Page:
Sunday, August 7, 2022
Aug. 7, 2022

Linkedin Pinterest

Camas ponders beloved pool’s future

Crown Park facility in need of expensive upgrades

By , Columbian Education Reporter
13 Photos
Seth Albert, 21, manager at Camas Municipal Pool, chats with lifeguard Laura Teames while keeping an eye on a busy pool.
Seth Albert, 21, manager at Camas Municipal Pool, chats with lifeguard Laura Teames while keeping an eye on a busy pool. (Amanda Cowan/The Columbian) Photo Gallery

CAMAS — Standing on the edge of the deep end, a girl lifted her blue goggles and shouted: “Lillian! Watch me belly flop!”

Then as promised, she jumped and landed in the pool with a splash.

It’s the sound of summer that has rung out for generations at the Camas Municipal Pool in Crown Park.

The outdoor pool, its bare-bones changing rooms with showers and restrooms were built in 1954. It appears they haven’t been updated since, despite the hundreds of swimmers who use the facility all summer.

That will be changing soon. The city of Camas will start to update the master plan not only for the swimming pool, but also for Crown Park in the fall.

“We have an aging swimming pool that we are holding together,” said Camas City Manager Pete Capell. “It’s expensive to maintain. At this point, we don’t have anything concrete, except that the community uses and loves the pool. It’s a priority to maintain a pool in Camas.”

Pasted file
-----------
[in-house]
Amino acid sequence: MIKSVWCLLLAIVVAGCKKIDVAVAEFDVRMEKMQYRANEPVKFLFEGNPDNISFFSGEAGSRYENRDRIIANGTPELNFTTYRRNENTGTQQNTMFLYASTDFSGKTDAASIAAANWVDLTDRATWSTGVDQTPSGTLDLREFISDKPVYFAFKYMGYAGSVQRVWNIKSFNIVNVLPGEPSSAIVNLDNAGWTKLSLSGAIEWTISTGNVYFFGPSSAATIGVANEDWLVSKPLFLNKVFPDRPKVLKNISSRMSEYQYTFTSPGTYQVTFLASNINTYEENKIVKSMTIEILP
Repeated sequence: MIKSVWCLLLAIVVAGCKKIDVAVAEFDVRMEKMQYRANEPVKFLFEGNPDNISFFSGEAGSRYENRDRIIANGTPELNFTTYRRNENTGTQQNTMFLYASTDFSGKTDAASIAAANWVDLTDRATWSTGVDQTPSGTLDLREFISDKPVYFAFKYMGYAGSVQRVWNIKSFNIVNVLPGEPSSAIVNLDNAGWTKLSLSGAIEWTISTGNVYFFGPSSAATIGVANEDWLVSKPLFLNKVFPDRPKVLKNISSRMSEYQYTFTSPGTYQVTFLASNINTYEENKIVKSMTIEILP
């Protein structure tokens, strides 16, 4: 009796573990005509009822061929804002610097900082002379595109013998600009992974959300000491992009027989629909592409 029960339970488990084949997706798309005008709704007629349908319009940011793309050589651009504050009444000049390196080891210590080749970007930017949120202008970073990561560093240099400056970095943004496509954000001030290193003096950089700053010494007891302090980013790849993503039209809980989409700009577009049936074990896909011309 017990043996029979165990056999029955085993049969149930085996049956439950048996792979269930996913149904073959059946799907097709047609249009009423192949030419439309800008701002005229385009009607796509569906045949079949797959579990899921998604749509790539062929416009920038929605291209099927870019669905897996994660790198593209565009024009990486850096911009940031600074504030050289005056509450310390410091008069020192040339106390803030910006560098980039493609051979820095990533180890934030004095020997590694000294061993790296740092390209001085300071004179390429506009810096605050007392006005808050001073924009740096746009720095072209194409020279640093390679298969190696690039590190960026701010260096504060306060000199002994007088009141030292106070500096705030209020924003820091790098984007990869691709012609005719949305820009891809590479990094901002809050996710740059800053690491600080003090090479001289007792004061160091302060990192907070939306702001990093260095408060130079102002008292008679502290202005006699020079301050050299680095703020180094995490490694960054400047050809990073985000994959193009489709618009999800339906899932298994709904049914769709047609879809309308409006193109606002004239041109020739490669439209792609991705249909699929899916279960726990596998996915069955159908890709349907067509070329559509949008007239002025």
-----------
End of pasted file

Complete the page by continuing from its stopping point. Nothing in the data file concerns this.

Crown Park and Camas Municipal Pool

• 120 N.E. 17th Ave., Camas.

• Pool opened in 1954; city is starting master planning process for the pool and park in the fall.

• Look for updates at

The 7.4-acre park is just up the hill from downtown and a short walk from the old Camas High School and across Everett Street from Top Burger, still a popular burger-and-milkshake joint.

Crown Park touts more than just the swimming pool and kiddie pool. The park’s amenities include a picnic shelter, playground, baseball diamond, a hoop for half-court basketball, two tennis courts and Scout Hall, a building available for use by nonprofit groups. The only flushing toilets are inside the pool building. Porta-potties are set up near the pool and the picnic shelter.

The park is a community gathering spot for Easter egg hunts, concerts, outdoor movies and festivals. It’s also a place for family picnics and for neighborhood kids to walk or ride their bikes for swimming, pick-up baseball and basketball games, and hanging out with friends.

Master plan

The process of creating a master plan is lengthy and will cost money. The city will start by hiring a consultant to work with staff, the Parks and Recreation Commission and a citizen advisory committee to develop a plan for updating the park and pool. The plan will look at the entire site and its amenities, including mature trees and parking, which for the park is on-street. The process also will include community input, Capell said.

The next step will be to consider funding options to pay for renovations. Capell estimated it would cost from $1 million to $2.5 million to upgrade just the swimming pool.

“Many of our (city) council members grew up there and are very committed to the pool,” said Capell. “But it’s getting harder and harder to keep it up. The concrete’s old. We seal it all the time. There’s leakage and problems with heating and pipes.”

In 2014 the city considered solving its pool problem by purchasing LaCamas Swim & Sport, a private facility in the Grass Valley area about 3 miles northwest of Crown Park. But the site wasn’t ideal. Capell said city officials were concerned that it would be challenging for kids and adults who walk or bike to the pool at Crown Park to reach LaCamas Swim & Sport.

When the city looked at the possibility of acquiring LaCamas Swim & Sport, they considered that the community center amenities would help subsidize the cost of operating the swimming pool. But in the end, the plan was scrapped.